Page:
1/2 cup dried pigeon peas, washed and picked over, or 1 8-ounce can pigeon peas, drained and liquid reserved
2 Scotch bonnet or habanero chiles, stems and seeds removed, minced
2 cloves garlic, minced
1 onion, chopped
2 tablespoons vegetable oil
2 cups rice
1 cup coconut milk     
1 teaspoon dried thyme
3 green onions, chopped including some of the greens

If using dried peas, place them in a large saucepan and add water to cover. Bring the mixture to a boil, reduce the heat and cook until the peas are tender, about 30 minutes.

Heat the oil in a heavy skillet over medium high, add  the garlic, chile, and onion and saute until soft. Add the rice and continue to saute until the rice browns slightly. Stir the peas into the rice.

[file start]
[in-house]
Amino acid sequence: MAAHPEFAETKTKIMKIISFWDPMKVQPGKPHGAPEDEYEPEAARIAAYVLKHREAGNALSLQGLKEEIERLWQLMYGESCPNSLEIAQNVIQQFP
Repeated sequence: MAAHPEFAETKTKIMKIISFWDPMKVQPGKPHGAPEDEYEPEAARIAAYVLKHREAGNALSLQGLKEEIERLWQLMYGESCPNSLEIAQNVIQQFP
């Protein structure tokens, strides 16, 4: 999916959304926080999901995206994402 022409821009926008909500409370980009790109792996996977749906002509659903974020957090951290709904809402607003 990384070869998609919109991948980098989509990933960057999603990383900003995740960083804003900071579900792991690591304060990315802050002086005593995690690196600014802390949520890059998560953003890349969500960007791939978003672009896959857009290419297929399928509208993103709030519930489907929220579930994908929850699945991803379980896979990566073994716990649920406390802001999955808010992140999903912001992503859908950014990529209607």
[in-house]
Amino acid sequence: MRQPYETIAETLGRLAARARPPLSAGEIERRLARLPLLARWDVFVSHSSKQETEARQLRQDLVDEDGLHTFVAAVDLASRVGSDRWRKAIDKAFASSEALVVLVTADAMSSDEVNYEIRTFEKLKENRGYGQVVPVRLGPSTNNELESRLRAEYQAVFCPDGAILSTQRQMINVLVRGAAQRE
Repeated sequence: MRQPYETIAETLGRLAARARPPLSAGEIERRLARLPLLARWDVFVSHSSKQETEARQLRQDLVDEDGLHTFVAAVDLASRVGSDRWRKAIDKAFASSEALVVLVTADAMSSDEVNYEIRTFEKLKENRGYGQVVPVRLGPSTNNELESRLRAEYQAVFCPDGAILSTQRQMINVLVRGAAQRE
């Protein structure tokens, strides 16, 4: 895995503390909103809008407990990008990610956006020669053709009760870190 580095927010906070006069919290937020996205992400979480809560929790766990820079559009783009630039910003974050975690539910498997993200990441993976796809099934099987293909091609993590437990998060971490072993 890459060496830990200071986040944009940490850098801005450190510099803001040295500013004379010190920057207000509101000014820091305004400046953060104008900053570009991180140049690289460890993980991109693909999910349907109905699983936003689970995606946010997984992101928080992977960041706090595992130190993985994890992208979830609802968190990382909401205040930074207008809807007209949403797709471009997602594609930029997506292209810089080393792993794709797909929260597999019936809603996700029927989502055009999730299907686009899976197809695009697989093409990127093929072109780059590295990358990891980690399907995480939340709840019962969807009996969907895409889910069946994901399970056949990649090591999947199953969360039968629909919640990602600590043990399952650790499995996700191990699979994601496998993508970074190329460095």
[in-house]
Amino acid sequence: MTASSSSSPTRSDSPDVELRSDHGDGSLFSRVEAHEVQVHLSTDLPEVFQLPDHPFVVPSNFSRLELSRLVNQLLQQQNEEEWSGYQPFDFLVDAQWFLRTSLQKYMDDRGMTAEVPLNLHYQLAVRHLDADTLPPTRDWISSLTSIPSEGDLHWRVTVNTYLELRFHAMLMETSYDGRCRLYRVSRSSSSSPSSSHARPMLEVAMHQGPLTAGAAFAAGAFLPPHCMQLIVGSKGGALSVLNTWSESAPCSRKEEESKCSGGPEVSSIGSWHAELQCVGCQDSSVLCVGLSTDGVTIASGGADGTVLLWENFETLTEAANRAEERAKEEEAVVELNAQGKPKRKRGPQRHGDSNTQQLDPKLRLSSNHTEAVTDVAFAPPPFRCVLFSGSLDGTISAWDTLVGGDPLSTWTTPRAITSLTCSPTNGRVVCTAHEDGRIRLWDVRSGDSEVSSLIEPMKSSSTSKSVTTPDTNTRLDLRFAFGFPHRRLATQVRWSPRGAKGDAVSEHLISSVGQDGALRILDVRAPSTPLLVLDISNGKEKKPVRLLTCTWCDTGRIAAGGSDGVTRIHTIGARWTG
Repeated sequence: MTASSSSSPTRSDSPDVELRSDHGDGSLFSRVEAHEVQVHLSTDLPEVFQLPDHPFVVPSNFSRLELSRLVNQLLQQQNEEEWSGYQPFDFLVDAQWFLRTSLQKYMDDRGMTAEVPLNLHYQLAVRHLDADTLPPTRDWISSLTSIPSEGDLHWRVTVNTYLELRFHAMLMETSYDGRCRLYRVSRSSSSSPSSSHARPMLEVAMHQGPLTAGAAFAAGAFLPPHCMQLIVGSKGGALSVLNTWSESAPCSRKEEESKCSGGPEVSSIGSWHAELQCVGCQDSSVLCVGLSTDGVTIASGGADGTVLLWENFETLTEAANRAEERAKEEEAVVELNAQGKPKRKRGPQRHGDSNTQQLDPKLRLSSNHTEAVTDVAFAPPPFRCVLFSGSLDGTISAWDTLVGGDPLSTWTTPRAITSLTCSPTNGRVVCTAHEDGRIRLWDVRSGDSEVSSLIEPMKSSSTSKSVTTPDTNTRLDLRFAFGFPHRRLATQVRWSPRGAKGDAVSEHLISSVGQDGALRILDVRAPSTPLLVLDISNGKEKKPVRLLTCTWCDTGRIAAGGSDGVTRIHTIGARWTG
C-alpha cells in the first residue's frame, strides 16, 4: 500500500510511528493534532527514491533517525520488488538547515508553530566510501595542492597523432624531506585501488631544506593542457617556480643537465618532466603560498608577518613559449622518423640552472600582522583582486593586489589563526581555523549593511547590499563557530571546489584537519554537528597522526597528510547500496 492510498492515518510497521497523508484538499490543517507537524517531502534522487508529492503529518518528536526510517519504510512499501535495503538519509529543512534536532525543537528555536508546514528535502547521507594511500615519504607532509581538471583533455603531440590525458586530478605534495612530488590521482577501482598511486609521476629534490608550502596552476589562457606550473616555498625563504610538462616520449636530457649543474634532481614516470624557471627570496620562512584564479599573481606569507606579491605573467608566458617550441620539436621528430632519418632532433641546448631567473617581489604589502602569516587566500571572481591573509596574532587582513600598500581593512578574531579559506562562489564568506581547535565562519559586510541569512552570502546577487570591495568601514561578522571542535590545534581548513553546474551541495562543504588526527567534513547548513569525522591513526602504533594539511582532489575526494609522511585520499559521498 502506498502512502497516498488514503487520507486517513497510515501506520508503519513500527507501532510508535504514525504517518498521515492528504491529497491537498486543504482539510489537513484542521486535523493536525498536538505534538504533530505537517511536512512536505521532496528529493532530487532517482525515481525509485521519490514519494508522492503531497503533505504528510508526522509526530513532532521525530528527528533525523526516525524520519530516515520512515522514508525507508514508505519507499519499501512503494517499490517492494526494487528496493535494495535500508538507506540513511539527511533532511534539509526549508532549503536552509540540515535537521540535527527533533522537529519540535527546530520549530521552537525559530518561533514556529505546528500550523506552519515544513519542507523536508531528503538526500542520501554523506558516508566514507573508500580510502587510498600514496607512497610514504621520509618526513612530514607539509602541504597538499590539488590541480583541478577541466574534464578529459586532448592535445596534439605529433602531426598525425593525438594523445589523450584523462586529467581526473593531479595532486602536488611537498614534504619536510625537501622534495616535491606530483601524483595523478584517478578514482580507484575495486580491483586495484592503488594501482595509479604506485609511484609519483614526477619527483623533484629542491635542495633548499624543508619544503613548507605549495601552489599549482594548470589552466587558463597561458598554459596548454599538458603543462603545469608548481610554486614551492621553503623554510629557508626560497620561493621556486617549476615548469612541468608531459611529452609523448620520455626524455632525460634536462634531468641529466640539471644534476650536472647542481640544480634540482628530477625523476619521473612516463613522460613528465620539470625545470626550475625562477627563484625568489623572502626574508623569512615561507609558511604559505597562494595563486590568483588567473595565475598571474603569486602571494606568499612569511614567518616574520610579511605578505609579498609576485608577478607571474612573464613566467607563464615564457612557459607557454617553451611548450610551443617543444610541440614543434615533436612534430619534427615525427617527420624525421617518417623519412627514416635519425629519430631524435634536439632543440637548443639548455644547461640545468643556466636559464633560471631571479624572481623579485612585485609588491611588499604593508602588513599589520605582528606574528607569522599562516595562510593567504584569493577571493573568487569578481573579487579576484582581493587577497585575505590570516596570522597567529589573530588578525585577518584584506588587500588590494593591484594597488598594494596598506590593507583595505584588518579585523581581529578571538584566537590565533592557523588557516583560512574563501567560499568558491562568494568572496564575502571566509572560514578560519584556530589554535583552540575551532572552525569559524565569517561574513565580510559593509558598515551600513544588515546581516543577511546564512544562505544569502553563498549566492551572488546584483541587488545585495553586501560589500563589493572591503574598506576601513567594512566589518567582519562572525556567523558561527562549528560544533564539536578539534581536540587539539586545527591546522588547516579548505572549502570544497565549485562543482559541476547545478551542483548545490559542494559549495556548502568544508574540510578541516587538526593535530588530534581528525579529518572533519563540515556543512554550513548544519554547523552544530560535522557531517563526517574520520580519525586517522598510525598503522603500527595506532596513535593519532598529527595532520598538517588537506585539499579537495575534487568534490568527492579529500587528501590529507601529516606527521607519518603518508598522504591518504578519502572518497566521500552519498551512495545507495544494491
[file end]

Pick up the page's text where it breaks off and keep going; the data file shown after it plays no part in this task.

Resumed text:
In a large saucepan, combine the coconut milk with 3 cups of the reserved bean liquid. (If you do not have enough bean liquid, add water to make up the difference.) Bring to a boil and add the rice mixture. Bring the liquid back to a boil and immediately reduce the heat to low. Cover and simmer until the liquid is absorbed and the rice is tender, about 20 to 25 minutes.

Fluff the rice with a fork, stir in the green onions, and serve.

Yield: 6 servings
Heat Scale: Hot


Linguine con le Vongole
(Linguine with Spicy Red Clam Sauce
)